March 29, 2006
Annette Lareau (III): civic implications
This is my third consecutive post about Unequal Childhoods. Here I explore the book's civic implications, which Lareau does not address very explicitly. Organizing people to address their own problems from the grassroots up is an alternative to all the ideologies I described yesterday, and it might be the best way to solve the problems that Lareau uncovers. However, it's hard to take successful grassroots political action without good civic education, and that is something that children of all classes lack.
All the families Unequal Childhoods have problems that are "political." In other words, they cannot solve their dilemmas without coordinating their efforts with many other families and individuals. For the most part, the problems of the poor and working-class families involve dysfunctional public institutions or a lack of resources and opportunities. For example, one girl in the study has learning disabilities. She is receiving no special help at school. According to the rules of her school district, it would take a minimum of 120 days (out of a 180-day school year) for her to be assigned to special education (pp. 210-1). These rules--at least as Lareau describes them--must be changed; but it takes collective action to change bureaucratic procedures.
In general, the problems that face middle-class suburban families result from competition among themselves, not from underperforming or under-funded institutions. They are very good at obtaining excellent services from schools, doctors, and other organizations. If their schools were unresponsive, they would simply move. Nevertheless, their lives are not idyllic. They rush from activity to activity. If a parent refuses to take her kid to an inconvenient soccer practice, the child will be cut from the team. And if the child is cut from the team, she will lose access to peer networks and learning experiences. One parent says (p. 49) "There's something arrogant about soccer. I mean, they just assume that you have the time, that you can get off work, to lug your kids to games. What if you worked a job that paid an hourly wage?"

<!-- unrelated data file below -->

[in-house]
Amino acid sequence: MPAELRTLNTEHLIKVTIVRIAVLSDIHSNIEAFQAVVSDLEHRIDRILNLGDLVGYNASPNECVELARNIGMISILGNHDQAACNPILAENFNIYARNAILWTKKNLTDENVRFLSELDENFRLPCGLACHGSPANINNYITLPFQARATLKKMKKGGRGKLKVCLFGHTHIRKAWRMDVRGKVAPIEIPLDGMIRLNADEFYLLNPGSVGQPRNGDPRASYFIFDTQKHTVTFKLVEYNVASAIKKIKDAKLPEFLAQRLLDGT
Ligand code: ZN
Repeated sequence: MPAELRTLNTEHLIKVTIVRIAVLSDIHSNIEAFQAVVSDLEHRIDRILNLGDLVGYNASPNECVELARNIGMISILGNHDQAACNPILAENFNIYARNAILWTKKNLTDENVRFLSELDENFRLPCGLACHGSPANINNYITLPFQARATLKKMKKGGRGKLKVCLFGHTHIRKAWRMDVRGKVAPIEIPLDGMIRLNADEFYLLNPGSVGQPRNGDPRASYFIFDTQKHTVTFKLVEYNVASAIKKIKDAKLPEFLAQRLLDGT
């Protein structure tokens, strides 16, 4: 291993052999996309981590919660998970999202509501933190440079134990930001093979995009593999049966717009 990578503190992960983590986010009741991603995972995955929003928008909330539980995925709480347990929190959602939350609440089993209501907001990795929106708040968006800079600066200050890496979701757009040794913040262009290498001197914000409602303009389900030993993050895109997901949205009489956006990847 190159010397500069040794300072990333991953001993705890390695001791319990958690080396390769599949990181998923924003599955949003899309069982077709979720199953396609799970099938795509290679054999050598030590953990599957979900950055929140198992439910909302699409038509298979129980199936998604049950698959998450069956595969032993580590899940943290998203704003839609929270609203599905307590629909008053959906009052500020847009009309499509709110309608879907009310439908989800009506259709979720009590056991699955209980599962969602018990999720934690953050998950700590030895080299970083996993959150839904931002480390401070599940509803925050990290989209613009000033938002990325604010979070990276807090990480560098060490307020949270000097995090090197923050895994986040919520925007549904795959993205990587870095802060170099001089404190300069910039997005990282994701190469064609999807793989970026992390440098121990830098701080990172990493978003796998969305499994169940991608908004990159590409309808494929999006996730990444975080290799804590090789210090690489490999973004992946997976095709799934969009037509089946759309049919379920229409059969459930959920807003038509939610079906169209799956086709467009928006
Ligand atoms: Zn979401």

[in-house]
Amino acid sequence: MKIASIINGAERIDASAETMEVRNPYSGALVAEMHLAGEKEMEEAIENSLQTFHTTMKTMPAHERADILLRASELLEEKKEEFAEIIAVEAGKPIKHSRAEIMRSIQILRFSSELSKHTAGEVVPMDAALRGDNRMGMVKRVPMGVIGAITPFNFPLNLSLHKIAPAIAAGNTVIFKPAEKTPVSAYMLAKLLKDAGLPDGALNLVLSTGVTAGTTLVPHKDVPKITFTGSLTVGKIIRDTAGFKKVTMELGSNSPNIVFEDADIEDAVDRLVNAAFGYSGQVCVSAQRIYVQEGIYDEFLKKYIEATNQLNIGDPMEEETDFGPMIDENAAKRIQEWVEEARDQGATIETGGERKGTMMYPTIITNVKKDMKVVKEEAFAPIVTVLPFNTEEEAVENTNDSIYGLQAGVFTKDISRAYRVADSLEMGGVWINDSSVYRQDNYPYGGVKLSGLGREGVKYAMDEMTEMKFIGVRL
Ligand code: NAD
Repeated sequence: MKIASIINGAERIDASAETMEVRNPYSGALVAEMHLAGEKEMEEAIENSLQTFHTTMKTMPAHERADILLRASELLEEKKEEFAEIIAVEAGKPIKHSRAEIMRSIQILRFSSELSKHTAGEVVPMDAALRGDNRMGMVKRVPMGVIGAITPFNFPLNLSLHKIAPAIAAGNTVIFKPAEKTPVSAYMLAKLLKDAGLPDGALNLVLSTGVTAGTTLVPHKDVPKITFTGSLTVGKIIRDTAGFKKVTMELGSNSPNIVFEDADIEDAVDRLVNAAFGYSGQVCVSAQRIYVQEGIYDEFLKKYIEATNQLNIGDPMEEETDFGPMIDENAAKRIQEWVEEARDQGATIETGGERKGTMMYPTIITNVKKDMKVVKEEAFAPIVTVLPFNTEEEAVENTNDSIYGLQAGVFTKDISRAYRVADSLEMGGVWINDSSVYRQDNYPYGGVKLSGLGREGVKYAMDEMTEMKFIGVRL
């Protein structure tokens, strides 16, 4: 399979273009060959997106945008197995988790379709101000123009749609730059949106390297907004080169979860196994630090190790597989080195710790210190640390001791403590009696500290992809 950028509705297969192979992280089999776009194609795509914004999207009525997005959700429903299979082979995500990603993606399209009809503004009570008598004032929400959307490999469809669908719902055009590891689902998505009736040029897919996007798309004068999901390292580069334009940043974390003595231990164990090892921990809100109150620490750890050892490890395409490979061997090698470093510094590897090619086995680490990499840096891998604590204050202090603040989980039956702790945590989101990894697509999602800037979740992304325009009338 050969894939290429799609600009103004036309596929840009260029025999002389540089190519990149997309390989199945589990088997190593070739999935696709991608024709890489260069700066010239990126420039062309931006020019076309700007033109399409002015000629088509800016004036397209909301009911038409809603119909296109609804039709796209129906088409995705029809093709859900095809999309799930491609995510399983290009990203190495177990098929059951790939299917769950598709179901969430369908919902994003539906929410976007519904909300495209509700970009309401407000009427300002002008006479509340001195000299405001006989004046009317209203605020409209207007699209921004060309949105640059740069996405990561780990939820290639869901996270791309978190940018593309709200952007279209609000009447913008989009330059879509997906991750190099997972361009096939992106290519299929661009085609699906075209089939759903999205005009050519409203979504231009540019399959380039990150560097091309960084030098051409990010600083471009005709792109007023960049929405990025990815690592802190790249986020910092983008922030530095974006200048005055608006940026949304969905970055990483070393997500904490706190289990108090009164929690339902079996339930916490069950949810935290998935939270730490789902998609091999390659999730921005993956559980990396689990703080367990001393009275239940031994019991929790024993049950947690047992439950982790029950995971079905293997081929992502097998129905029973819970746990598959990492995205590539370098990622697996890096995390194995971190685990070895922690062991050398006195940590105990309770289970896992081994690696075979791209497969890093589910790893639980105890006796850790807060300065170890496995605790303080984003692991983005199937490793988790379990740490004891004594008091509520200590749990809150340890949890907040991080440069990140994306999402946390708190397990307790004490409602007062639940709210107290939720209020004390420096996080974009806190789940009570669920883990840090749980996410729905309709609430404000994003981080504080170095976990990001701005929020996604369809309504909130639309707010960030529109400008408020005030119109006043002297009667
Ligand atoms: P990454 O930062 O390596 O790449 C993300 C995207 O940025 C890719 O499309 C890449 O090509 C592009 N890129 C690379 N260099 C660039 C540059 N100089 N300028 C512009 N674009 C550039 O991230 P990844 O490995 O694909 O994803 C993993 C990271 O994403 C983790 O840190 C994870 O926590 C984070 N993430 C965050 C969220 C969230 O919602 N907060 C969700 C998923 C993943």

One middle-class family struggles with an unmanageable load of homework. As the father says (p. 188), "I don’t think I did that much homework in college." This burden could be the fault of teachers; but I suspect the underlying cause is pressure from other middle-class parents. It would take counter-pressure from many families to lower those demands.
As David Moore observed in a comment on Monday, each class would benefit from interacting with the other. The working-class kids miss educational opportunities that the middle-class children take for granted; and the middle-class kids miss opportunities to invent their own activities and manage their own affairs. In the fiction that suburban kids read, the young protagonists always decide what to do from hour to hour--something that only working-class kids actually do. Getting the two groups together would help both--but that, too, would require collective action.
In short, families' most serious problems require political skills to address. To what extent do children learn such skills? Again, it depends on their families' social class. Middle-class kids learn their rights. They know how to understand professionals and institutions and get the most out of them. They exchange information with one another. But they have no experience in organizing collective action and will usually respond to dissatisfaction by simply exiting from an institution--not a solution to all their problems. Working-class kids, meanwhile, learn how to self-organize and mediate conflicts. But they have low expectations of institutions and do not know how to navigate or change them.